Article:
The prowbeak was found along the Thuringian shores of the shallow European epicontental sea that occurs along the western edge of the shrinking Thethys. Many varieties existed of prowbeaks, but among them, the especially toothsome white-headed prowbeak was the most numerous. Prolific, forming massive lekking colonies, white-heads are the most social amongst prowbeaks, but are also notorious raiders, and have been known to steal food from more adept hunting species such as the distantly related Dentate Heron-Jaw, Pterodactylus. Prowbeaks have very long, stiffened tails, crowned at the end with a broad flag-like vexillum, which is often colored bright shades without much ornamentation, but are highly visible. Dancing for mates is a common scene as males develop their leks -- or try to steal from other males' leks -- and involves vigorous dashes about a small area, tail held high, displaying the prowess and health of the dancer. During this time, the male consumes ample soft-shelled animals which pigments its facial skin and beak a bright pinkish red, and consequently the head is also turn pink.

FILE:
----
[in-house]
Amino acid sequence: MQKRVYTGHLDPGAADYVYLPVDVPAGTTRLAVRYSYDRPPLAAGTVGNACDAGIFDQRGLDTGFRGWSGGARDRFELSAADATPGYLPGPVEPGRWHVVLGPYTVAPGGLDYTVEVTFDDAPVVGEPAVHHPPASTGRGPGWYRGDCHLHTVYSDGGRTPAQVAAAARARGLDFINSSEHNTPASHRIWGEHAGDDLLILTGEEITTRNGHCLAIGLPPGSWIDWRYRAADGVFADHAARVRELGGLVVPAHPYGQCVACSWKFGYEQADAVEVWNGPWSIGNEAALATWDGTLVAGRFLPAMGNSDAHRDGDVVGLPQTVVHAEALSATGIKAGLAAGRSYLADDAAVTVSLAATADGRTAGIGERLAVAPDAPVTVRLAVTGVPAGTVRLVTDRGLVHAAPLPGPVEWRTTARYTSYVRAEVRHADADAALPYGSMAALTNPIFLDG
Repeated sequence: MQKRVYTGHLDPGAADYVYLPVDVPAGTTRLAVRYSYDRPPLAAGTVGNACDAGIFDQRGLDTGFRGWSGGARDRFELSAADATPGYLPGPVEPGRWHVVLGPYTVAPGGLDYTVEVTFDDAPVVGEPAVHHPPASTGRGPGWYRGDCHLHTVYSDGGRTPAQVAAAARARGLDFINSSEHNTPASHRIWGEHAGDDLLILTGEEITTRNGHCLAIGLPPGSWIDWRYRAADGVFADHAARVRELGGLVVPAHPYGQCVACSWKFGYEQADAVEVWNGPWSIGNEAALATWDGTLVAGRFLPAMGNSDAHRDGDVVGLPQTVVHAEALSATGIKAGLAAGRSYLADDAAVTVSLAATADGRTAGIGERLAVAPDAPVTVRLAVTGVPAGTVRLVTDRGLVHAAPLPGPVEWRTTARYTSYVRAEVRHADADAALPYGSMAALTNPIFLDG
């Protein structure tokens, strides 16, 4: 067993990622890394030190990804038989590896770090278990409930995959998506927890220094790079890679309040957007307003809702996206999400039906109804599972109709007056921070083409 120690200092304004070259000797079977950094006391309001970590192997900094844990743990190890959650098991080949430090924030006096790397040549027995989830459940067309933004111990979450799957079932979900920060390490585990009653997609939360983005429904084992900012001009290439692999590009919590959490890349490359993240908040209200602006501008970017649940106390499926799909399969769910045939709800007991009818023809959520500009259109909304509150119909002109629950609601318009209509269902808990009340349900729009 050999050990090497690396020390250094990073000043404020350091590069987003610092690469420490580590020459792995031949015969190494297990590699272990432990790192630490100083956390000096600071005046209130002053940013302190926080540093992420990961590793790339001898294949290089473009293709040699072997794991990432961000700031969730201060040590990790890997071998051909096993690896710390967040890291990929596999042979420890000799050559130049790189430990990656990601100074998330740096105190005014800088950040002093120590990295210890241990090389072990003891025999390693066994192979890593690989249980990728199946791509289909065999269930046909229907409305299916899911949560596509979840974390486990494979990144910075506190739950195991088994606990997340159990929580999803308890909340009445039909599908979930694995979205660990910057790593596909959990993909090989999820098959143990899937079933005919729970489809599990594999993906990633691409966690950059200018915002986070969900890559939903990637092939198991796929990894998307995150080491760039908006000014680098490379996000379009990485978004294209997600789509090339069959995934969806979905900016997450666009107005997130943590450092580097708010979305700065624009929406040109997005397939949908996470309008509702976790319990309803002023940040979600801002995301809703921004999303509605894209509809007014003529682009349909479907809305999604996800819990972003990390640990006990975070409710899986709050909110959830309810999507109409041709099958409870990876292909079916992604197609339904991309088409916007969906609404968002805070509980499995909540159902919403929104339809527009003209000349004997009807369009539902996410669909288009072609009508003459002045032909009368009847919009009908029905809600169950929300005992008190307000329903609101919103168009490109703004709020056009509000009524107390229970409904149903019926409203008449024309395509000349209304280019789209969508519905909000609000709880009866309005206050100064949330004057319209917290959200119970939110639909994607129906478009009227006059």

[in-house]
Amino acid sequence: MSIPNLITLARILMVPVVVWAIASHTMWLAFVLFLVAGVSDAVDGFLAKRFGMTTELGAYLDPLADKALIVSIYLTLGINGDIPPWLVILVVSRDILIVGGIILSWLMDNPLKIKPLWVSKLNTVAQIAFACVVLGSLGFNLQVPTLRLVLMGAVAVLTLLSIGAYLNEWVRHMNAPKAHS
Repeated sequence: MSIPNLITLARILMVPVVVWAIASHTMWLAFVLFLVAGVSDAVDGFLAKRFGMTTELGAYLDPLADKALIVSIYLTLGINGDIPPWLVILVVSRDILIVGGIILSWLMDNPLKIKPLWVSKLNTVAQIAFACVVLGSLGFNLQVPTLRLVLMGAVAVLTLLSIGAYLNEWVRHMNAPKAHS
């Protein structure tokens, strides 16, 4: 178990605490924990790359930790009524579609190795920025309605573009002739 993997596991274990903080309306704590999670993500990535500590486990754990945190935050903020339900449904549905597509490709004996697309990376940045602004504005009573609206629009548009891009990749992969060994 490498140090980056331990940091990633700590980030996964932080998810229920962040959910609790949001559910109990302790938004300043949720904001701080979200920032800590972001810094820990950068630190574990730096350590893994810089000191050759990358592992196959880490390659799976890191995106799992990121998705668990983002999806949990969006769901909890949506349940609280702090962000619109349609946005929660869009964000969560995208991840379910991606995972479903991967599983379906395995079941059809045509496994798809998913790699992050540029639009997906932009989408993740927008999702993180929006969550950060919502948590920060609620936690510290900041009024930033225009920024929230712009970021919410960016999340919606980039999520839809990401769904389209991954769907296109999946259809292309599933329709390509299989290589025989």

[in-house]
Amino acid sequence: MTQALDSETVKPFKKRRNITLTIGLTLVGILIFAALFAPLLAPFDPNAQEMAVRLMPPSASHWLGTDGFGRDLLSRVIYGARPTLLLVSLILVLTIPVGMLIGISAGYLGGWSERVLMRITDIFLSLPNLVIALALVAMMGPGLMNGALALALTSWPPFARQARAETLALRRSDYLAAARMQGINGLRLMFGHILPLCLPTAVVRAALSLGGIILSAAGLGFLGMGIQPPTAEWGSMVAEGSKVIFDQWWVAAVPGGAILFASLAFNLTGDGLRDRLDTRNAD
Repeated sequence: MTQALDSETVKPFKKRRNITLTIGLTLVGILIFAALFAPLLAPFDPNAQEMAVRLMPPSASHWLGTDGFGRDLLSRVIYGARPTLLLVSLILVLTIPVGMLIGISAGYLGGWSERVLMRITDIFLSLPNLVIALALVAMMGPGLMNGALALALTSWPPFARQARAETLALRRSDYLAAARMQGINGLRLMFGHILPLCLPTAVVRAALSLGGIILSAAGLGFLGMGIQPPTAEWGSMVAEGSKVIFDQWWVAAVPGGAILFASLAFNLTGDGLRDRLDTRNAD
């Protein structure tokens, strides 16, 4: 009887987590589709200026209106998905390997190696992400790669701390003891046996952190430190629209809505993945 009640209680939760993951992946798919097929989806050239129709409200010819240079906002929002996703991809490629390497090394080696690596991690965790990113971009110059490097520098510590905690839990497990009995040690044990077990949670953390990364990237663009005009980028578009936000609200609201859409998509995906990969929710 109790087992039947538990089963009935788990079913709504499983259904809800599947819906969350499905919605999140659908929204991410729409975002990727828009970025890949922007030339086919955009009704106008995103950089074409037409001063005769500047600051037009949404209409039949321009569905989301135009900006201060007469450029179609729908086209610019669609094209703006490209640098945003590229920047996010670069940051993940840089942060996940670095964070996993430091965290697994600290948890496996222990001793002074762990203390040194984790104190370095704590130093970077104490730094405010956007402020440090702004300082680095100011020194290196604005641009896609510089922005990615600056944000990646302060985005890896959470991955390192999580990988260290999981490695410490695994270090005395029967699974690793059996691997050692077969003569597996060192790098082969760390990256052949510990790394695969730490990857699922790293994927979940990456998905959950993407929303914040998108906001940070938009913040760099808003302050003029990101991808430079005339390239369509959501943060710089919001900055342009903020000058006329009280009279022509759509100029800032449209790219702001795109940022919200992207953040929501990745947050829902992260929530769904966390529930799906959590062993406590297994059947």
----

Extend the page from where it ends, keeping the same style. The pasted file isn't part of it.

Image: Rhamphorhynchus muensteri, on the shores of the Solnhofen lagoon, on one of the many Bavarian islands of the Late Jurassic.
If a diver, it makes sense. This isn't intended to be a formal argument. I am still working on some data to speculate on its diet, and I wanted to think about flamingoes and other animals that consume shoal or near-shore foods. Who knows what this thing ate!
Nice work here! I very much like how you incorporated the possible behavior and a common name. It's rare to see that in many depictions of prehistoric life, but it's always a treat to see what ideas people may have regarding that.